US Rep. Rashida Tlaib (D-MI), whose parents are Palestinian, dismissed the peace treaty as an empty political gesture that will “normalize” Palestinian suffering. “We won’t be fooled by another Trump/Netanyahu deal,” she tweeted. “We won’t celebrate Netanyahu for not stealing land he already controls in exchange for a sweetheart business deal. The heart of the issue has never been planned, formal annexation, but ongoing, devastating apartheid.”
Lamis Deek, a former Council on American-Islamic Relations (CAIR) New York board member, said that, by making peace with Israel, the UAE gave “public approval to genocide Palestinians and to kill any resistance to US-Israeli hegemony in the region.”
Current CAIR Los Angeles Executive Director Hussam Ayloush accused the UAE of enabling “the brutalization of the Palestinian people.”
Qatari-owned Al Jazeera quoted Iran’s Deputy Speaker of the Parliament, Ali Mothari, saying the UAE agreement “does not maintain peace, but rather serves Israel’s crimes. The UAE is making a mistake by normalizing … with Israel, and it will receive bad repercussions.”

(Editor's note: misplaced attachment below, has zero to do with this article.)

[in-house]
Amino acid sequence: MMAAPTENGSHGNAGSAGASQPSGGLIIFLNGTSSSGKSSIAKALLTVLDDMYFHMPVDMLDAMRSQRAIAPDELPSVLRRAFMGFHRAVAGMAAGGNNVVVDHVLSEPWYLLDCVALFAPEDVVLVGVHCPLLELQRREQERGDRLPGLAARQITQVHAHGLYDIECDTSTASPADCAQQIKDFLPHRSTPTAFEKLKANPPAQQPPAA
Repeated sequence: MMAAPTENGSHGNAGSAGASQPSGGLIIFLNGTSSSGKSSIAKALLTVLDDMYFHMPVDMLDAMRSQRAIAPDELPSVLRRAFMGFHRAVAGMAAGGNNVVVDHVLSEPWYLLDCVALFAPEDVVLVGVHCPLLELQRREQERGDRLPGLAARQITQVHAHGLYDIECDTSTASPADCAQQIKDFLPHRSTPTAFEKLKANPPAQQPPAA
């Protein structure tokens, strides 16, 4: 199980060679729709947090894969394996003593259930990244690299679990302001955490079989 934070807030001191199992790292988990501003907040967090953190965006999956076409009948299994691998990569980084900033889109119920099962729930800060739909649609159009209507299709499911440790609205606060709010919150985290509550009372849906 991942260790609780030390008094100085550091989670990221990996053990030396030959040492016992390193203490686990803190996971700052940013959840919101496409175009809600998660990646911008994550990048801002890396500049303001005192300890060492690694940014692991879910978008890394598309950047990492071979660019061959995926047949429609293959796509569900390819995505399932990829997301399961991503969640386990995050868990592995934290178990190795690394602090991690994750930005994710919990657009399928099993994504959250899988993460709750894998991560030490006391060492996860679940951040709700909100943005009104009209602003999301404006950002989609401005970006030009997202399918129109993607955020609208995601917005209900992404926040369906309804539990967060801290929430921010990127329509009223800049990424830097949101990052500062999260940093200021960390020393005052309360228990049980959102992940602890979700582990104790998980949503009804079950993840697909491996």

Meanwhile, the first fruits of the peace treaty emerged just days after its announcement. The Emirati Apex National Investment company signed a “strategic commercial agreement” with Israel’s Tera Group to conduct research on the COVID-19 virus and develop a testing device. A surge in tourism and business relations between the two countries is expected to follow.
“We find all major [world] capitals and prominent international figures have lauded the treaty and blessed it as they valued this strategic transformation,” wrote Emirati Minister of State for Foreign Affairs Anwar Gargash. “But the losers out of this transformation are the brokers and peddlers of political causes.”
The historic peace between the UAE and Israel may help reopen the doors to a sustainable peace in the Middle East. Countries such as Bahrain, Oman, and possibly Sudan are open to the idea of normalization of relations with Israel. The deal, however, has exposed the disingenuous nature of the anti-peace Islamist camp. Their reactions show they care much less about attaining peace or the fate of Palestinians than about imposing their agenda and settling political scores.
Hany Ghoraba is an Egyptian writer, political and counter-terrorism analyst at Al Ahram Weekly, author of Egypt’s Arab Spring: The Long and Winding Road to Democracy, and a regular contributor to the BBC.
A version of this article was originally published by The Investigative Project on Terrorism.